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Hope in the Dark: Untold Histories, Wild Possibilitiesby Rebecca Solnit
Synopses & Reviews
When the first edition of Hope in the Dark was published in mid-2004 it gained an instant cult audience. Many readers were so inspired by Solnit's book that they bought multiple copies to give to friends. This new, significantly expanded edition covers, among other things, the political territory of America and the world after George Bush's re-election. Acclaimed author Rebecca Solnit draws on her life as a writer and activist, on the events of our moment, on our deepest past, to argue for hope—hope even in the dark. Solnit reminds us of how changed the world has been by the activism of the past five decades. Offering a dazzling account of some of the least expected of those changes, she proposes a vision of cause-and-effect relations that provides new grounds for political engagement in the present. Counting historic victories—from the fall of the Berlin wall to the Zapatista uprising to Seattle in 1999 to the worldwide marches against war in Iraq to Cancun in September 2003—she traces the rise of a sophisticated, supple, nonviolent new movement that unites all the diverse and fragmentary issues of the eighties and nineties in our new century.
"Seemingly lost in the woods of deceit and banality, bereft of hope, we are confronted by Rebecca Solnit and her astonishing flashlight. In a jewel of a book that is poetic in substance as well as style, she reveals where we were, where we are and the step-by-step advances that have been made in human rights, as we stubbornly stumble out of the darkness." Studs Terkel
"Can you imagine a cross between Joan Rivers and Simone de Beauvoir? I didn't think so, but no likelier hybrid comes to mind.... Solnit is the real activist deal: the type who gets arrested at nuclear test sites and mans the barricades at the World Trade Organization demonstrations in Seattle. She's also the real freelance intellectual deal: the much rarer type who earns her living generating reams of thoughtful, wide-ranging nonfiction." Newsday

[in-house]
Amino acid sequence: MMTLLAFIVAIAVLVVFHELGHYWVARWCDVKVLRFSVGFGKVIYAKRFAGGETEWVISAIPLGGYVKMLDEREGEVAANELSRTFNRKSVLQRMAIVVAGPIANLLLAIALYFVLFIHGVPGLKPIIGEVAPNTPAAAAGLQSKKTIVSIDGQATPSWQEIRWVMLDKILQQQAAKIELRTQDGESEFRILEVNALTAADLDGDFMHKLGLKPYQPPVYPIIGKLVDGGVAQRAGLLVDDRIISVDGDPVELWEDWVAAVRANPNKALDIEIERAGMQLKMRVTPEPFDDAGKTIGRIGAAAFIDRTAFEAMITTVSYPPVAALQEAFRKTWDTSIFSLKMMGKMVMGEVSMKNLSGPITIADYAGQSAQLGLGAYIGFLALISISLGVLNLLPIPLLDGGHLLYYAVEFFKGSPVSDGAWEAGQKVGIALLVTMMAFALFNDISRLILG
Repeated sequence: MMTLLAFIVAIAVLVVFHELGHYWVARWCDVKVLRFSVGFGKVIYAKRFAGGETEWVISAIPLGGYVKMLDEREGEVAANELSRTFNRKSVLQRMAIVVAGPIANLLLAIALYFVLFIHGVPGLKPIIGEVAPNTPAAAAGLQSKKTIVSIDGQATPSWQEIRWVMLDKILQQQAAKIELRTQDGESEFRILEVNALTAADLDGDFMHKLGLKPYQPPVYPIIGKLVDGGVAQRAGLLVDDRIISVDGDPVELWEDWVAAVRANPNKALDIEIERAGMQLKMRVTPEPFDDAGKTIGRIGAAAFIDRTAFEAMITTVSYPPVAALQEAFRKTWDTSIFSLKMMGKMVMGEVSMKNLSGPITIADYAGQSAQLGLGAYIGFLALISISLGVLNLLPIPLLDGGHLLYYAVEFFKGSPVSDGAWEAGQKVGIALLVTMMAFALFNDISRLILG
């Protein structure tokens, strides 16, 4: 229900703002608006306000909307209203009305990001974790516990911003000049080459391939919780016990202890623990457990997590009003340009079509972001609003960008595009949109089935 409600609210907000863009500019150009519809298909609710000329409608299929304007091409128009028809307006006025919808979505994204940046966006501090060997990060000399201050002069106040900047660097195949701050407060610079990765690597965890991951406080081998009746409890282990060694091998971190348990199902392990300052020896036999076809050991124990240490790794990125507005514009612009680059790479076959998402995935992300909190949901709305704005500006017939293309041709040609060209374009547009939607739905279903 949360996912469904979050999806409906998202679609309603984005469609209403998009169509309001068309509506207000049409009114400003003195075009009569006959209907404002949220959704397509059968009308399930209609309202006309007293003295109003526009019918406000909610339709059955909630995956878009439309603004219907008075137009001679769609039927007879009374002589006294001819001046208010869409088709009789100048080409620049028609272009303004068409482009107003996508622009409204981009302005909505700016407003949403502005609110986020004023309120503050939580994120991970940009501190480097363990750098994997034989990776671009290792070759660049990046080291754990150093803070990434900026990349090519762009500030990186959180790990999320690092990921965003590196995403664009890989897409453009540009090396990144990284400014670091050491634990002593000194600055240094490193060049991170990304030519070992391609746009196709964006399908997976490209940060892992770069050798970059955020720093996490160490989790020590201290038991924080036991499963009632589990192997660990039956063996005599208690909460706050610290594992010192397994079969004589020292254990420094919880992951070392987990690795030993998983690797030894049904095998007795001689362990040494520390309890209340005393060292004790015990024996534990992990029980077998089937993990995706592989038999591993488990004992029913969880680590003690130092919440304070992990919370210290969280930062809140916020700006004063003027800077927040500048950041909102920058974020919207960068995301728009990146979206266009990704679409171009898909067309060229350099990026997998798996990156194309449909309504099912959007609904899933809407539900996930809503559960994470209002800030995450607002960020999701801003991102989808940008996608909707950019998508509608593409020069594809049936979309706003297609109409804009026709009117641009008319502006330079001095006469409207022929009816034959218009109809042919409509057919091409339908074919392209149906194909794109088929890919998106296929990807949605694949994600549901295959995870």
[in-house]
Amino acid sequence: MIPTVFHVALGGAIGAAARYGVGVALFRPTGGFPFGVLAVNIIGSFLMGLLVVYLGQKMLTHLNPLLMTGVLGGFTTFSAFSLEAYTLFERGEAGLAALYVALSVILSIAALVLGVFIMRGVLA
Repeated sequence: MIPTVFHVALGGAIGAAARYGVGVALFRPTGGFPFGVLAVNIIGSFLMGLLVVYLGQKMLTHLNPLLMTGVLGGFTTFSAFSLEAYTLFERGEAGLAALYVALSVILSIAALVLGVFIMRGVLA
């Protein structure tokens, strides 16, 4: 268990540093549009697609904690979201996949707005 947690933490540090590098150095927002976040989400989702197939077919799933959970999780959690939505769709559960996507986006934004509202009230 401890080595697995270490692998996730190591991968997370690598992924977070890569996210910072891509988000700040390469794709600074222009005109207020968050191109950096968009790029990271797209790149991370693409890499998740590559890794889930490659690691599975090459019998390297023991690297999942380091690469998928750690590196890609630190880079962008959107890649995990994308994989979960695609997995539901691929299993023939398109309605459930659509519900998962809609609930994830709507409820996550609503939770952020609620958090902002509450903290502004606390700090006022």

"In this extraordinary book, Rebecca Solnit's prose grows poetic wings that enable her to soar to a visionary height. The good news that she brings back is that our struggles — with persistence and courage — are indeed the seeds of kindness." Mike Davis
Throwing out the crippling assumptions with which many activists proceed, award-winning author Solnit proposes a new vision of how change happens.
About the Author
Rebecca Solnit's previous books include River of Shadows, Hollow City, As Eve Said to the Serpent, Savage Dreams and Wanderlust: A History of Walking. An activist and cultural historian, she writes about place, environment, politics and culture. Rebecca Solnit is the recipient of the Lannan literary award and lives in San Francisco. SHe is the winner of the 2003 National Book Critics Circle Award.
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